Jay Bookman

Opinion columnist and blogger with The Atlanta Journal-Constitution, specializing in foreign relations, environmental and technology-related issues

Opinion: Our "Alice in Blunderland" politics

It began with a grotesque lie, a lie invented to soothe the ego of a man who by any normal standard should have needed no ego stroking.

That man was of course Donald Trump, who had just been elected president of the United States of America. The lie was his claim that at least 3 million illegal immigrants had gone to the polls and voted against him, an invention that was utterly without factual basis, but that allowed him to claim that he had won the popular vote. Faced with choosing between the truth and his own ego, Trump made the same choice that he always makes:

Screw the truth, feed the ego.

But his lie begat another problem, as lies tend to do. If 3 million votes had been cast illegally, that was more than enough to alter the outcome not just of a presidential race, but of numerous down-ticket races as well. In trying to placate his own raging ego, Trump had accidentally called into question the basic integrity of the U.S. election system, forcing himself as president to "do something" to combat a problem that he had invented out of thin air.

Thus was born a fraudulent "election integrity commission," dedicated to substantiating the fraudulent presidential lie. To compound the "Alice in Blunderland" them, Trump then appointed Kansas Secretary of State Kris Kobach to help run the commission.

Kobach is a true believer who has built a national following among conservatives for insisting that widespread, coordinated voter fraud is a serious problem. Yet Kobach himself is a documented fraud. As Kansas secretary of state, he complained publicly that he had referred multiple cases of voting fraud to the local U.S. attorney's office, which had refused to prosecute. In reality, he had referred zero such cases.

In 2015, Kobach convinced the Kansas Legislature to give him criminal prosecution powers to expose this vast voting fraud conspiracy. It took him two years, but in April he announced his first and so far only conviction against a non-citizen for voting. A legal Peruvian immigrant who had voted three times, and who had since become a U.S. citizen, pleaded guilty in April to a misdemeanor and was fined.

That vast conspiracy turned out to consist of one overenthusiastic citizen wannabe, out of 1.8 million registered Kansas voters.

“No matter how many cases we prosecute, the political left will always whine that there’s not enough cases to justify protecting our elections in this way,” Kobach told the local media. “That’s absurd.”

As the headline in the Kansas City Star concluded, "Kris Kobach is a big fraud on Kansas voter fraud."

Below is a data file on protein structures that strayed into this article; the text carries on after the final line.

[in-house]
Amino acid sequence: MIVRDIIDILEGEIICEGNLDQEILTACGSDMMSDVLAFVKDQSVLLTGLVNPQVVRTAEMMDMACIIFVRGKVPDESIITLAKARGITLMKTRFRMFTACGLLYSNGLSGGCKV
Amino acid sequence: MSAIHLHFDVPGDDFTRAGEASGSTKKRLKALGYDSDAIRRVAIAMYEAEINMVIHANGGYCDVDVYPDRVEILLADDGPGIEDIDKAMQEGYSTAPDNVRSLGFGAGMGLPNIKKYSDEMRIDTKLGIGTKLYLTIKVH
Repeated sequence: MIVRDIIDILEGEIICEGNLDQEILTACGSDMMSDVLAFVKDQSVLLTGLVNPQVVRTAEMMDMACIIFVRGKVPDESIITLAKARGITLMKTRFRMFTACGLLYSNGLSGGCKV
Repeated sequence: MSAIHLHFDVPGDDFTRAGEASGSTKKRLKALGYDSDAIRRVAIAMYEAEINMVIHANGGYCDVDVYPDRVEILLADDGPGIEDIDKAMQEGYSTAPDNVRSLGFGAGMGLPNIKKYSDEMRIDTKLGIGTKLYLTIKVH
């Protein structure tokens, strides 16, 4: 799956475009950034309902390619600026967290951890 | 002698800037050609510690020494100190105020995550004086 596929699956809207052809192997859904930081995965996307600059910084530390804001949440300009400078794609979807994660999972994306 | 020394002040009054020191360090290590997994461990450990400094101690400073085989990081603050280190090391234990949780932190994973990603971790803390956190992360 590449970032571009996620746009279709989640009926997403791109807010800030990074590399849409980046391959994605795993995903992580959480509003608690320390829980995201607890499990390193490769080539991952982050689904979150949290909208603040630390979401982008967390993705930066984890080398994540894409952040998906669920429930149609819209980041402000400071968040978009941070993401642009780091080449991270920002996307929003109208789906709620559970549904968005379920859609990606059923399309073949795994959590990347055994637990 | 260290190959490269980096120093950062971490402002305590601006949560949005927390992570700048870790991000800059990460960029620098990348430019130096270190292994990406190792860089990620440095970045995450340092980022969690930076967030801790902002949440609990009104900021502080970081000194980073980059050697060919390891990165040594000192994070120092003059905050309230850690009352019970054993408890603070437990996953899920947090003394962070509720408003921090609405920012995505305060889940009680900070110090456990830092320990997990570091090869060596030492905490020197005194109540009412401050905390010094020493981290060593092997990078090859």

That's how it went in Kansas because that's how it always goes: Conservatives make grandiose claims of vast voting conspiracies; upon closer inspection, those claims vanish into thin air, like a desert mirage. There is never, as in never, any substance to them.

In New Hampshire, Trump claimed in February that thousands of illegal voters had been bussed into the state from liberal Massachusetts to vote against him. No, they hadn't. Again, the claim has zero evidence to support it.

In the George W. Bush administration, Bush officials made the prosecution of illegal voting a top priority for the U.S. attorneys they appointed around the country. They "knew" it existed; all they needed was proof. When those attorneys couldn't find anything, the administration fired many of them and appointed dozens of replacements. Those replacements also failed to find any evidence of what right-wing mythology insisted had to be true.

This commission is fated to the same outcome. Already, it has requested voting records from all 50 states, including information such as voter Social Security and drivers' license data. Most of those states, both red and blue, have already rebuffed all or part of the request.¹ State elections officials, almost to a person, in both red and blue states, have rejected the foundational theory behind the commission of potential widespread voting fraud.

It does not exist. It has no possibility of existing.

Meanwhile, while we pile incompetence upon deceit upon absurdity in this fake search for a fake problem, our top intelligence agencies continue to warn us of actual, documented intervention by Russia into our election process, including so-far unsuccessful efforts to hack into voter databases and election results. They also warn us that the worst is yet to come, yet Trump's "election integrity commission" has no mandate to address that challenge and Trump himself refuses to acknowledge that it even occurred, because again the needs of his ego supersede the needs of the country.

Today, in fact, he is glad-handing in Germany with the man who has ordered those attacks.


¹ Georgia has agreed to provide only the data that state law defines as public record, which does not include Social Security and drivers license data.


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About the Author

Jay Bookman writes about government and politics, with an occasional foray into other aspects of life as time, space and opportunity allow.